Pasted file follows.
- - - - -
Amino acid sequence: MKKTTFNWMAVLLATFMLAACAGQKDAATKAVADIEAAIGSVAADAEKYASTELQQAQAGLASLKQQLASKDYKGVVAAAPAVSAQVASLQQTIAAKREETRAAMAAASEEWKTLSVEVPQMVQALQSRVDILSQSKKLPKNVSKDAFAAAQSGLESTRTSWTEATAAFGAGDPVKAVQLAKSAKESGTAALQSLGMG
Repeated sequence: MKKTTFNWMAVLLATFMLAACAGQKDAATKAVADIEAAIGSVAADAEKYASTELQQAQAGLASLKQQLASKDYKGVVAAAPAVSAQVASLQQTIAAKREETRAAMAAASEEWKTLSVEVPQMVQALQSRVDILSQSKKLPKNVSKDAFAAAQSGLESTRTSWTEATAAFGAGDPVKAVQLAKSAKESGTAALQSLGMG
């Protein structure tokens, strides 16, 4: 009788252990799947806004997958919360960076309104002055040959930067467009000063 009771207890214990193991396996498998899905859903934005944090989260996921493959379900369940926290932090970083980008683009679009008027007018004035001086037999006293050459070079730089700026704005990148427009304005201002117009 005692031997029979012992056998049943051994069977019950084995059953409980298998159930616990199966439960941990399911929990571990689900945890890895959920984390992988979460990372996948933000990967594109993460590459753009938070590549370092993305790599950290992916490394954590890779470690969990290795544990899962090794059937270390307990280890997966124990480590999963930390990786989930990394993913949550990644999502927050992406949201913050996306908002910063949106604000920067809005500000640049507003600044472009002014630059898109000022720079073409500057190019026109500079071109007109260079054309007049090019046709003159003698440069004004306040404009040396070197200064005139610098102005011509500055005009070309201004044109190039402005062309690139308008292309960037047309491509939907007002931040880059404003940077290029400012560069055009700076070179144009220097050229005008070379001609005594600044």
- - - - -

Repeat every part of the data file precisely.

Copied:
Amino acid sequence: MKKTTFNWMAVLLATFMLAACAGQKDAATKAVADIEAAIGSVAADAEKYASTELQQAQAGLASLKQQLASKDYKGVVAAAPAVSAQVASLQQTIAAKREETRAAMAAASEEWKTLSVEVPQMVQALQSRVDILSQSKKLPKNVSKDAFAAAQSGLESTRTSWTEATAAFGAGDPVKAVQLAKSAKESGTAALQSLGMG
Repeated sequence: MKKTTFNWMAVLLATFMLAACAGQKDAATKAVADIEAAIGSVAADAEKYASTELQQAQAGLASLKQQLASKDYKGVVAAAPAVSAQVASLQQTIAAKREETRAAMAAASEEWKTLSVEVPQMVQALQSRVDILSQSKKLPKNVSKDAFAAAQSGLESTRTSWTEATAAFGAGDPVKAVQLAKSAKESGTAALQSLGMG
């Protein structure tokens, strides 16, 4: 009788252990799947806004997958919360960076309104002055040959930067467009000063 009771207890214990193991396996498998899905859903934005944090989260996921493959379900369940926290932090970083980008683009679009008027007018004035001086037999006293050459070079730089700026704005990148427009304005201002117009 005692031997029979012992056998049943051994069977019950084995059953409980298998159930616990199966439960941990399911929990571990689900945890890895959920984390992988979460990372996948933000990967594109993460590459753009938070590549370092993305790599950290992916490394954590890779470690969990290795544990899962090794059937270390307990280890997966124990480590999963930390990786989930990394993913949550990644999502927050992406949201913050996306908002910063949106604000920067809005500000640049507003600044472009002014630059898109000022720079073409500057190019026109500079071109007109260079054309007049090019046709003159003698440069004004306040404009040396070197200064005139610098102005011509500055005009070309201004044109190039402005062309690139308008292309960037047309491509939907007002931040880059404003940077290029400012560069055009700076070179144009220097050229005008070379001609005594600044």